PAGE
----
So, the advice to an individual to simply change of their attitude is often a set-up for failure. So, I’ll leave you with this question to ponder for next Sunday: if there are no quick fix, easy answers to the various forms scarcity takes, if just change your attitude is an insufficient though highly seductive response to scarcity, then what is the work—what is the difficult, roll-up-our sleeves work—that will bring that vision of Eden to fruition?
McTigue, “grows easily, it blossoms freely, and its richness awaits us each time we open our[selves to it]: life, breath, kindness, friends, love…. They already experience abundance in their lives, but something draws them into the garden of dissatisfaction.
Let’s say a person experiences scarcity in their life because they live with a mental illness. And I am worried about the thousands of people who will read the story about a dog’s miraculous remission and who, as a result, will put their faith in the power of a positive attitude to heal their own dog, or their cat, or their own body, or their spouse’s body, or their child’s body, or their parent’s body. What do each of you offer, what does your minister offer, what does you congregational offer, what does Unitarian Universalism offer, what does liberal religion offer to people who are crying out for some measure of abundance in their lives? It could be something petty, or it could be something serious like the death of a loved-one, a difficult diagnosis or the break-up of a marriage. So they tend the garden of dissatisfaction for a little while until they remember what they already know. One reason a person with mental illness might lack abundance is not because of their attitude toward themselves, but because of society’s negative attitude toward people with mental illness. In fifteen years of ministry I’ve watched far too many loving, hopeful, prayerful, positive people yearn for a loved-one to survive a life-threatening illness and the person still dies.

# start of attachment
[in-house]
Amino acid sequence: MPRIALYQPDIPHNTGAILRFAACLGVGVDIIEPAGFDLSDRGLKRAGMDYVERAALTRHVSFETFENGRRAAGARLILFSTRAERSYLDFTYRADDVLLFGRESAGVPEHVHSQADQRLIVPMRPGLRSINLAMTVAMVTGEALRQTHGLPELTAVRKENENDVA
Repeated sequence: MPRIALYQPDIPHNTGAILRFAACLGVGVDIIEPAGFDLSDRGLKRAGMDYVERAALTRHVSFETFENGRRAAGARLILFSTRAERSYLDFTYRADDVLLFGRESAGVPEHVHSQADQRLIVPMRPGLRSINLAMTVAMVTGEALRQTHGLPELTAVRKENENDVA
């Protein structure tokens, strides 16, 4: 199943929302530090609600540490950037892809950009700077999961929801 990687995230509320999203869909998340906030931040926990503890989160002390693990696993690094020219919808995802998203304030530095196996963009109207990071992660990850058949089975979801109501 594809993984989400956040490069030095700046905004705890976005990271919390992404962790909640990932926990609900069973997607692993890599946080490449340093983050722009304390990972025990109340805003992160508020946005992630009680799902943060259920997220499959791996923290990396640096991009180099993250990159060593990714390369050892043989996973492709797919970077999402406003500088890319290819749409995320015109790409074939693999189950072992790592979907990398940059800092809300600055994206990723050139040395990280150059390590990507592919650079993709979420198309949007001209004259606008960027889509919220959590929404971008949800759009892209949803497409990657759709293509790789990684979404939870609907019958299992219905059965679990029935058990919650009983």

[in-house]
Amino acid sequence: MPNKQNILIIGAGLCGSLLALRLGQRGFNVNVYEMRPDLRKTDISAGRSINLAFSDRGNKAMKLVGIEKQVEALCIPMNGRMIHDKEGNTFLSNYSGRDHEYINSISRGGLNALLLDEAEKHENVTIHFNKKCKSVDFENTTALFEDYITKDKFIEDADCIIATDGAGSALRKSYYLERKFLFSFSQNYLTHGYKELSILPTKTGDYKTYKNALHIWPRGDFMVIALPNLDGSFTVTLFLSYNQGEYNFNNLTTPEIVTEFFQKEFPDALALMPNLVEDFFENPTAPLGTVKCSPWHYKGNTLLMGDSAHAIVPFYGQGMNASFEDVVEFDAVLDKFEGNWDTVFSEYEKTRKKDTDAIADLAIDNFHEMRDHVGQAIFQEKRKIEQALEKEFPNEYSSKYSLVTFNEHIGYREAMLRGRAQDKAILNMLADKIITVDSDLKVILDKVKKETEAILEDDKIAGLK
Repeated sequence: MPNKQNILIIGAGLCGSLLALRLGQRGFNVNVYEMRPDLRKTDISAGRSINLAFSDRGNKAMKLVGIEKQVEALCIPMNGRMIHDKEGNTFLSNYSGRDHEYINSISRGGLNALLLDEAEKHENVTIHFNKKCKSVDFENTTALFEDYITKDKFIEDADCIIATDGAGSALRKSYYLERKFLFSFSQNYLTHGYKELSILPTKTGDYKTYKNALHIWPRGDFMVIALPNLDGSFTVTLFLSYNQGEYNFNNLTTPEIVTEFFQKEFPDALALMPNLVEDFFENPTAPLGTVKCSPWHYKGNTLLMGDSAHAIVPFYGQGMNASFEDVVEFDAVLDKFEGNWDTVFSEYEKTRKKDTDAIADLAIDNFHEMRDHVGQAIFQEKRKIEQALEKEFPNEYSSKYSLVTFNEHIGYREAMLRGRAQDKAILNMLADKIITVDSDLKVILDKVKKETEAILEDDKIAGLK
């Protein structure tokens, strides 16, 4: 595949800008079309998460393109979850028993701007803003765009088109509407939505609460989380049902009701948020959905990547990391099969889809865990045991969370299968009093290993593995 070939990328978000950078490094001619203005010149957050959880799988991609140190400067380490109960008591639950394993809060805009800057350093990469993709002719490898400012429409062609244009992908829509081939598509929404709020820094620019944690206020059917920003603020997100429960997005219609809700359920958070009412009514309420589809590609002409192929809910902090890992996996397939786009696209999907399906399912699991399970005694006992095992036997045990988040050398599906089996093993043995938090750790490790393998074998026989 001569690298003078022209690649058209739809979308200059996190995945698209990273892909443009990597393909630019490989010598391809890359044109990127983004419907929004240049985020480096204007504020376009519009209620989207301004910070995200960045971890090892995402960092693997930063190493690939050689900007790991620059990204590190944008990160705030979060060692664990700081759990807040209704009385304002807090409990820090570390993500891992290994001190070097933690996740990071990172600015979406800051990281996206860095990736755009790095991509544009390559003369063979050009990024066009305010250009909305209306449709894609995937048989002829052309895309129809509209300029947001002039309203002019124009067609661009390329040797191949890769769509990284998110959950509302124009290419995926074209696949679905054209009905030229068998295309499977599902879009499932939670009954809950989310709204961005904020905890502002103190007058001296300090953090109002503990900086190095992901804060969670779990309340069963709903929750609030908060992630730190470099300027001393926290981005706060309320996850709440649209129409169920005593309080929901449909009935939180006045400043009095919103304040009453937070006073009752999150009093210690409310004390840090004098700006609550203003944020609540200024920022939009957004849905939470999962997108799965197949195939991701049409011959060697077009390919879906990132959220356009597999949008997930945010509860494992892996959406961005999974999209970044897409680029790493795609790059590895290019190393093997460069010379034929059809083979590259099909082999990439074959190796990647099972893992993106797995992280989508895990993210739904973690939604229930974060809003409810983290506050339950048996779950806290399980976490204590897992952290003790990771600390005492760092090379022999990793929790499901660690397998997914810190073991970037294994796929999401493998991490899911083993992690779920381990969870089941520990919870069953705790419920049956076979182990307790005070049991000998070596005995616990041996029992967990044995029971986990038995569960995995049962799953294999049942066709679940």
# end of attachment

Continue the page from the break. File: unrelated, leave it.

One reason a poor person might lack abundance is not their attitude towards themselves, but society’s negative attitude toward poor people.